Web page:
On Saturday I had most of the day to myself and set off by Underground and Docklands Light Railway to Greenwich. It had been a long time since I had been that way and I was bowled over by how much development had taken place on the Isle of Dogs: the three towers which once dominated the skyline at Canary Wharf were now surrounded by other towers of similar height, and others were under construction. New flats were taking over much of the land to the south towards Island Gardens. Soon my light railway train plunged into the tunnel under the Thames and I emerged from the underground DLR station at maritime Greenwich. After looking back over the river to see the skyline through which my train had just snaked, I set off to explore the area of the former naval college and other buildings which make up the famous symmetrical layout of the Greenwich townscape. The grounds of the former College, much of it now Greenwich University, were being prepared for a concert that evening, part of a series sponsored by Viking Cruises, and a huge cruise liner was anchored in the river off Greenwich. A varied and impressive line-up of performers was advertised but all I saw was workmen, technicians and caterers setting up for the evening. Many parts of the buildings were open to the public and I made a note to return some time when we were together; for today I would just enjoy the walk through the famous spaces and among the buildings.

I did eventually venture into the National Maritime Museum just to see whether it might be of interest (it was!), for admission is free so a long visit to see everything is not necessary - and there was a great café there and by now I needed some coffee! I looked at one gallery on the East India Company, a subject that has always interested me, how a trading company can find itself governing  nation, and left all the others for a future visit. At least a whole day is going to be necessary at Greenwich, and that's without queuing for the Cutty Sark (which I visited about 53 years ago when more of it was original, before the disastrous fires).

We reconvened late in the afternoon and visited the other branch of the same ice-cream shop as the day before, and then went home to cook our dinner ... another great day was ending.

An Exploration

On Sunday we worshipped at the local parish church and then took the District Line down to the end of the line at Richmond, from where we caught a bus to Ham to visit the National Trust property Ham House and Gardens. Ham House is full of paintings and other artwork and much original décor and was inhabited until the mid-twentieth century and witnesses to the history of the family who lived there.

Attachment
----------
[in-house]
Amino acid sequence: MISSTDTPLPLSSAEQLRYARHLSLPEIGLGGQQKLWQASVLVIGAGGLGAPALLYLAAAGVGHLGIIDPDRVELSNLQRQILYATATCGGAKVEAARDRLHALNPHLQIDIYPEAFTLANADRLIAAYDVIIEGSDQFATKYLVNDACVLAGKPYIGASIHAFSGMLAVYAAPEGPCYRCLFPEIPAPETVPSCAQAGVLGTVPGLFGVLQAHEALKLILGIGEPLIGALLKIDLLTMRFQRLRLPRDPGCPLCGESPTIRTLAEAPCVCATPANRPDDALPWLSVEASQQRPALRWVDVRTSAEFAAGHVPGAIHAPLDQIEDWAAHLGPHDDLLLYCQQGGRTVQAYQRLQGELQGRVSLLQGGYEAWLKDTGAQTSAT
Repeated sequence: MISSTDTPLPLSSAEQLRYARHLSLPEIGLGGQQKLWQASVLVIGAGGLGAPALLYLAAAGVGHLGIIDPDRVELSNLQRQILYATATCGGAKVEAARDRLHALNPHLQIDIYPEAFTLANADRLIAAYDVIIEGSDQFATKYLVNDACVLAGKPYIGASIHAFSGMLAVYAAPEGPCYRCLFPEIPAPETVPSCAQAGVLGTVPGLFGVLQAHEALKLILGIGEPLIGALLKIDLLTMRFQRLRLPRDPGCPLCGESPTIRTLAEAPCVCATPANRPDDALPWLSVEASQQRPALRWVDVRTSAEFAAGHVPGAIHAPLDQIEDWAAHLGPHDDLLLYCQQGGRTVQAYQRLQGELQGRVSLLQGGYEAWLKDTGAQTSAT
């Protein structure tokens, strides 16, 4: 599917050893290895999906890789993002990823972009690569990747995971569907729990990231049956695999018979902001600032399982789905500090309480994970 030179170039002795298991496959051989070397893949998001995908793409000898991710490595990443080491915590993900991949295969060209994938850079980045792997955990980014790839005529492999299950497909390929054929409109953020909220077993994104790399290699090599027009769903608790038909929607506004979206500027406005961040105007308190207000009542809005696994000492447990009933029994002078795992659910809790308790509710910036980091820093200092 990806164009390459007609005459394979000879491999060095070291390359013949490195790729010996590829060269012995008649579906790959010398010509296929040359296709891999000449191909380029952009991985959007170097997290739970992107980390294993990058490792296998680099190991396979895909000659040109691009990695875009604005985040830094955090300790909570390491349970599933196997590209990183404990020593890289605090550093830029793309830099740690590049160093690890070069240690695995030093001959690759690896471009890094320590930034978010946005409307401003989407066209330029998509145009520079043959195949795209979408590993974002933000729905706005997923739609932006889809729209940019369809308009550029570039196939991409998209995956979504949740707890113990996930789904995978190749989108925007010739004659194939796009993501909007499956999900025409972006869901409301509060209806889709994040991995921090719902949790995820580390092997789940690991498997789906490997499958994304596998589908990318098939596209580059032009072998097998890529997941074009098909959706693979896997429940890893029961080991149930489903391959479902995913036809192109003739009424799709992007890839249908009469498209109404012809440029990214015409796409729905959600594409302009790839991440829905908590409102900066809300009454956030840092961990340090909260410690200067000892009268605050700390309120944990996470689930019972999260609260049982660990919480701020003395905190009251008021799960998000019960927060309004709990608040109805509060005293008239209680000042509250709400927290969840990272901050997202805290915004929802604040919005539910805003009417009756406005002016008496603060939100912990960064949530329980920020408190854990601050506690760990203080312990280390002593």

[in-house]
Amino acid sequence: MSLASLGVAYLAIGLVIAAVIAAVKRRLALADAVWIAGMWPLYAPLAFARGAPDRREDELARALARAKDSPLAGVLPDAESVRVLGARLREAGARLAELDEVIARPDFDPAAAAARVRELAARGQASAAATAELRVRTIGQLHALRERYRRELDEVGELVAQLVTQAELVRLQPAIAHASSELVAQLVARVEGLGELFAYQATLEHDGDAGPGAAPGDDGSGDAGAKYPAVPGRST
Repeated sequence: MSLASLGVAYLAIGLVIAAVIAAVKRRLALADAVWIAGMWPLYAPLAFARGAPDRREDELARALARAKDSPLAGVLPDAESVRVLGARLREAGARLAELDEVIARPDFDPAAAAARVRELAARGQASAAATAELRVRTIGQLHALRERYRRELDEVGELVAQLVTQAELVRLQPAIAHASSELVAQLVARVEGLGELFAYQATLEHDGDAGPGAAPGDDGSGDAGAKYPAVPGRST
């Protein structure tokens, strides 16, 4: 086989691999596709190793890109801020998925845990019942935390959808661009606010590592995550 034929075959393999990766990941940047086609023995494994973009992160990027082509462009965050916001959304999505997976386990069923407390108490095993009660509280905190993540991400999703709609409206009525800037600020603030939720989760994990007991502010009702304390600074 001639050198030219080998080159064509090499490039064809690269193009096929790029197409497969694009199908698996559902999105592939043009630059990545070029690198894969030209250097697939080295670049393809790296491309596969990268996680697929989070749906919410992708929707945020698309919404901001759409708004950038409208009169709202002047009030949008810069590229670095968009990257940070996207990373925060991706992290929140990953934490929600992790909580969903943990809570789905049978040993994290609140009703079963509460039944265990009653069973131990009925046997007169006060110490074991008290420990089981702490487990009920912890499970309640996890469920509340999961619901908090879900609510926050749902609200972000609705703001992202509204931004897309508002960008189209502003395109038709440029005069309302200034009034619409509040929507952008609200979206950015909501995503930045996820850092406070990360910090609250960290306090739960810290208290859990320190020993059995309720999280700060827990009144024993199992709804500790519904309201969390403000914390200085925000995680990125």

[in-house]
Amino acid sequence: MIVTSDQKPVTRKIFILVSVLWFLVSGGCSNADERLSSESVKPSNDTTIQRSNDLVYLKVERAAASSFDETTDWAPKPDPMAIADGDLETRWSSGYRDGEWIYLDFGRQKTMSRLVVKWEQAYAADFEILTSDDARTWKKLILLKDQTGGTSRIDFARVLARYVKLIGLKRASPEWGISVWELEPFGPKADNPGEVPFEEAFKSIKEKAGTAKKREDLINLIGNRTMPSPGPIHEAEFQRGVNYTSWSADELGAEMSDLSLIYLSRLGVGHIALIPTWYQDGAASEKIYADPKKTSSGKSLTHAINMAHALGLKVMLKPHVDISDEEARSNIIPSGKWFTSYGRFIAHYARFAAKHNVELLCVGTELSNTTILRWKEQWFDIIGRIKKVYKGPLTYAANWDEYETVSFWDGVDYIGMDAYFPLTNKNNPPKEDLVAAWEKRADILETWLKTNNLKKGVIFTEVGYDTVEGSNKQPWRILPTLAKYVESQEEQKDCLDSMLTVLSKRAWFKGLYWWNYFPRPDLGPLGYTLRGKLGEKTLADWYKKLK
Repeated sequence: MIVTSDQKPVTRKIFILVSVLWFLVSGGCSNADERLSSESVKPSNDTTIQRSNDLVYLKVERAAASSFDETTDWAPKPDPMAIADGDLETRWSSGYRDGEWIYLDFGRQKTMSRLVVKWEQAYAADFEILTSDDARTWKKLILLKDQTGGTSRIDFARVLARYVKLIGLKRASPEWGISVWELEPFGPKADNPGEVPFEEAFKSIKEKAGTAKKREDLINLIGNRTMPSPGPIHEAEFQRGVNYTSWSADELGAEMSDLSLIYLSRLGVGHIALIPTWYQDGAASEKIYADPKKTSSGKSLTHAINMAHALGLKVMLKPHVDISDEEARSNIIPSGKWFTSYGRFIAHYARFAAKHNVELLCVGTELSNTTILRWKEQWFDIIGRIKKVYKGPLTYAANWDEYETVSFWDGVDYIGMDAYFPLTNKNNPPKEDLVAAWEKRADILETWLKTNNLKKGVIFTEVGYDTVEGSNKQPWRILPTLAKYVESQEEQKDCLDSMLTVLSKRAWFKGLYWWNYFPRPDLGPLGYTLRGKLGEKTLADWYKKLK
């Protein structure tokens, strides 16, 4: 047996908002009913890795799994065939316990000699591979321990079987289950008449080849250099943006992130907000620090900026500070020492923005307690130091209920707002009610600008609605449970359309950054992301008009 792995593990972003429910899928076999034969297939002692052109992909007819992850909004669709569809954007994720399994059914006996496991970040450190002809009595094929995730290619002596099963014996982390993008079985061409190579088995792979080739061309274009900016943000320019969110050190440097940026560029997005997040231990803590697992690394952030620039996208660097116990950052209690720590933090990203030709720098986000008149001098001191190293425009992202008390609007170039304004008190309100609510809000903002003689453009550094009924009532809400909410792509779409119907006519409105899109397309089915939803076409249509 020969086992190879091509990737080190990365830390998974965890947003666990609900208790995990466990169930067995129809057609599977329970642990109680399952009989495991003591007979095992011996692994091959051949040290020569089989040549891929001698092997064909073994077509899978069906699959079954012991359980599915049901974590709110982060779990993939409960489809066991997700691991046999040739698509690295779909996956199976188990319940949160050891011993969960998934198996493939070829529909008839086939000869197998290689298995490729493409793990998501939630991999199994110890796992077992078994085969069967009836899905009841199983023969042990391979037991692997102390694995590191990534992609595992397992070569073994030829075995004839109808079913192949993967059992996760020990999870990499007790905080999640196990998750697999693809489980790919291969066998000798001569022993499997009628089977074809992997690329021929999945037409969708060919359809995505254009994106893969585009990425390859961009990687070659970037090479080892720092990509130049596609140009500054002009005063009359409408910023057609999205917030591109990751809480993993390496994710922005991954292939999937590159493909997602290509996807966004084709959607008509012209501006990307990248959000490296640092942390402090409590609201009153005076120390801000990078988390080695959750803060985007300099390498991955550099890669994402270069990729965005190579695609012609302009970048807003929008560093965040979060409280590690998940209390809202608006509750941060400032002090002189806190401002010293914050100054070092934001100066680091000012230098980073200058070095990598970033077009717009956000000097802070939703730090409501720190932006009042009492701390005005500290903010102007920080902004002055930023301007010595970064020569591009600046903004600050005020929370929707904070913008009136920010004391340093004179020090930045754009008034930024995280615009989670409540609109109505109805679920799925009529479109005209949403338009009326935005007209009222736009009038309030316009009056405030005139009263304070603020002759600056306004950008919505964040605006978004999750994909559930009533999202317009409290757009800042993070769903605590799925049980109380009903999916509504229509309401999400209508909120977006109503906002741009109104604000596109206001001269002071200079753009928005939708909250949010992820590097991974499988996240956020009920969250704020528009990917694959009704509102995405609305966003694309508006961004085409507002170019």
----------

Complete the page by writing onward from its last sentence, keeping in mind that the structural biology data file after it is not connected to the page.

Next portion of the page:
Incidentally, the CityMapper smartphone app is great for planning public transport routes in areas you do not know: we do know this area to some extent so we did not follow everything it suggested, but it did give us the bus routes to use, in conjunction with information from the National Trust website. On our way to Ham House from the bus stop we passed a signpost pointing not just to Ham House but also to "Foot Ferry to Twickenham", just slightly further away, so after looking all around the available rooms of the house and as much of the garden as we wanted to see (fitting in a decent lunch and yet another ice-cream!), we sought out the ferry landing stage in order to go back a different way.

I do like these unplanned "adventures", especially on warm, sunny, Sunday afternoons. The ferry was small and took twelve passengers but the queue was short and we were taken on the first sailing following our arrival there. It operates on demand and at the time we were there there was a constant demand and it performed a shuttle service at just £1 per passenger.

Awaiting the ferry across the Thames

Marble Hill House
One side advantage to this unexpected detour was that it included a walk through the grounds of Marble Hill House, an English Heritage property on our list of places to visit but which we had not anticipated being able to fit into this trip! We still could not go into it for the time was so late by now, but it is undergoing a bit of work at present and so is best left for another occasion. I knew is was almost opposite Ham House across the Thames but had not know that there was a ferry allowing both to be visited in one outing. from Marble Hill we took a bus back to Richmond and then the District Line home to Hammersmith. I hardly dare mention that I succumbed to uxorial urging to visit the local ice-cream shop one more time! We did not eat much that evening.

Back to Kew, without the queue